Why should Friar Laurence be pardoned?
Friar Laurence should be pardoned due to the fact that he was brave enough to stick around and tell the truth after Romeo and Juliet are discovered dead in the Capulet crypt by their families. Friar Laurence knows that he very likely could be held liable for the deaths of the two, as he was privy to Juliet's plan to fake her own death and even married the young lovers, aiding in their secret and forbidden relationship. Despite the risk to his career, his reputation, his freedom, and/or his life, Friar Laurence comes forth to defend the lovers' actions as extensions of the intended truce between the rivaling families. Friar Laurence states:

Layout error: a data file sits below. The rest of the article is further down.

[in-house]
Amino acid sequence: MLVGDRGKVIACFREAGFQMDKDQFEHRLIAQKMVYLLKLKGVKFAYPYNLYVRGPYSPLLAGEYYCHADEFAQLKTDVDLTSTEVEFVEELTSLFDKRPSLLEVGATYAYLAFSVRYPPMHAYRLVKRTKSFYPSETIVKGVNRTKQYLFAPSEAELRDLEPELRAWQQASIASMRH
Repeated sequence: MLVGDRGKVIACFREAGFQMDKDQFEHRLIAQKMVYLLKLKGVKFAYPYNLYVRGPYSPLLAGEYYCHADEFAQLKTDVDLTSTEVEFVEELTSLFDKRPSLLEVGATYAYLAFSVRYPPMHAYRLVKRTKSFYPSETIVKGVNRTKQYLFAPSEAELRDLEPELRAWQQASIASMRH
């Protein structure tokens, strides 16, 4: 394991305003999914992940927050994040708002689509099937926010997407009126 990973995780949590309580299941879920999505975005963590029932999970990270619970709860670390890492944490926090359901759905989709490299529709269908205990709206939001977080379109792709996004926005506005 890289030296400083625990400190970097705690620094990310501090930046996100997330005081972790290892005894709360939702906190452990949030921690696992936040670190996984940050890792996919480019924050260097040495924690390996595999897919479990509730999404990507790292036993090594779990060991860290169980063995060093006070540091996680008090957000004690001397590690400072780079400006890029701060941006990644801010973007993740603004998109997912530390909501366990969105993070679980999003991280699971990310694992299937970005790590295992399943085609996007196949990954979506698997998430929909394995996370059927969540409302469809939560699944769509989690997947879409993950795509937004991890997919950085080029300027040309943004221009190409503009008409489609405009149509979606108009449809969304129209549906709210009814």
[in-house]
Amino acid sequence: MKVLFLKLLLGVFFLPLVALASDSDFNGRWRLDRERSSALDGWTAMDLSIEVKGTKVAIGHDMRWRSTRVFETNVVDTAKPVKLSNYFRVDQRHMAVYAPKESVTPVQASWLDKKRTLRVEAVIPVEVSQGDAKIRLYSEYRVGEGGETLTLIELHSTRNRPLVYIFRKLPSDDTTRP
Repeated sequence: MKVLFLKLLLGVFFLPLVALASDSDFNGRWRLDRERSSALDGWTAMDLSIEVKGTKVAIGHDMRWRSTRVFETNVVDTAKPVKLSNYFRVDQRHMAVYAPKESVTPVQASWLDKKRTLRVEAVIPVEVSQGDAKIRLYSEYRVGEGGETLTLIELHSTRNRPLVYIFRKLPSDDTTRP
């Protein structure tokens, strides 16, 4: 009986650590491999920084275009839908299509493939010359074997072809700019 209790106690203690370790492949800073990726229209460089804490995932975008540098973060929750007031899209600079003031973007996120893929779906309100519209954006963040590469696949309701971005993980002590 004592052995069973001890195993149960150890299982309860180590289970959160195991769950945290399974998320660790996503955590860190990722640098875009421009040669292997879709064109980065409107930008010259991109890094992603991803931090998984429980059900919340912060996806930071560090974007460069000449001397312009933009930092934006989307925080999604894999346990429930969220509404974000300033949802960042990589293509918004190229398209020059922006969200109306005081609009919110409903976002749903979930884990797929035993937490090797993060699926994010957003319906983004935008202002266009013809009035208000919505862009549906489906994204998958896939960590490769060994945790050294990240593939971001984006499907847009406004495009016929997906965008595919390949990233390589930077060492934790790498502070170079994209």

I am the greatest, able to do least,
Yet most suspected, as the time and place
Doth make against me of this direful murder;
And here I stand, both to impeach and purge
Myself condemned and myself excused.
He goes on to explain exactly what transpired, representing the lovers as noble and faithful spouses when he just as easily could have denied all knowledge of the situation in order to save himself. Friar Laurence welcomes the punishment that may come:
...and, if aught in this
Miscarried by my fault, let my old life
Be sacrificed, some hour before his time,
Unto the rigour of severest law.
Recognizing this act of bravery, the Prince acknowledges Friar Laurence as "a holy man" and does not seem to pass judgment on him; this new knowledge of the secret lives of their children compels the Capulets and Montagues to make good use of this tragedy, and they, thus, commit themselves to peace. Had Friar Laurence not come forward, this "ceasefire" may never have happened. Thus, he deserves to be pardoned for creating some positive outcome under incredibly sad circumstances and for risking his life to do so.